A top White House aide said Friday that the administration will accept applications for remote-control boats for marine biologists who can help hunt in the ocean in an effort to protect endangered species.
The National Oceanic and Atmospheric Administration (NOAA) has been considering ways to use unmanned drones and unmanned boats to hunt for and tag endangered marine species in an attempt to protect marine ecosystems, including dolphins, whales, turtles and sharks.NOAA director Michael Hopkins told reporters Friday that a proposal to use drones and boats will begin moving forward next month.
The agency would have the ability to use remotely operated vehicles (ROVs) to help monitor fish and other marine creatures for signs of threats, such as the decline of dolphins in the Great Barrier Reef.
“If you think of a ROV as a car, we’re going to use this same concept to help us identify and capture marine life,” Hopkins said.
“If you’re going after a dolphin, you can go to a remote area and use this drone to capture that dolphin.
If you’re looking at a shark, you could use this to catch that shark and tag it.”
Hopkins said the goal of the new initiative is to increase collaboration between the U.S. and countries around the world to better understand the threats marine life faces.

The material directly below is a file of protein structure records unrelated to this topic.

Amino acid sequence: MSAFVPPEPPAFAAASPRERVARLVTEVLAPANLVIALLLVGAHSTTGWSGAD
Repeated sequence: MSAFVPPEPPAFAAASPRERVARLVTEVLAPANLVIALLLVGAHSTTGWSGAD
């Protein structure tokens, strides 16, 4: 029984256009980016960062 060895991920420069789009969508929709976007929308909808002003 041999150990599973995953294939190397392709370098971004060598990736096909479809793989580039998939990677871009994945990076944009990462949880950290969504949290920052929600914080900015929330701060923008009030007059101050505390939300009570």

“We’re going in with the idea of working with our friends and allies around the globe to try to understand what’s going on, and to better coordinate efforts in the future,” Hopkins told The Associated Press in a phone interview.
Hopkins acknowledged that the U:s might be able to use the drones and ROVs to track endangered marine creatures in a few cases.
But he said the effort would be designed to be limited to the Great Basin, the Atlantic, and the Gulf of Mexico.
He also said that using drones and underwater robots to monitor ocean life is something NOAA has been doing for years, but it hasn’t had the benefit of developing a more robust technology to track large, potentially damaging threats.
“In the past, we’ve had the technology, and now we need to make it available to everybody, not just NOAA,” Hopkins added.
In an interview with The Associated Review, Hopkins said the agency has been working with scientists to develop a drone- and RAV-based technology to locate large, damaging threats, including killer whales.
Hopkins said NOAA has also developed a small fleet of small boats that can be used for smaller ocean research, as well as drones that can go out to sea and take photographs.
“These technologies can be deployed in large areas to assist in our efforts to protect species, and they can also be deployed to provide an even greater sense of situational awareness to us as a nation,” Hopkins stated.
“As we move forward, NOAA will be providing a list of the species that we are interested in tracking and tagging, as we continue to develop this technology,” he said.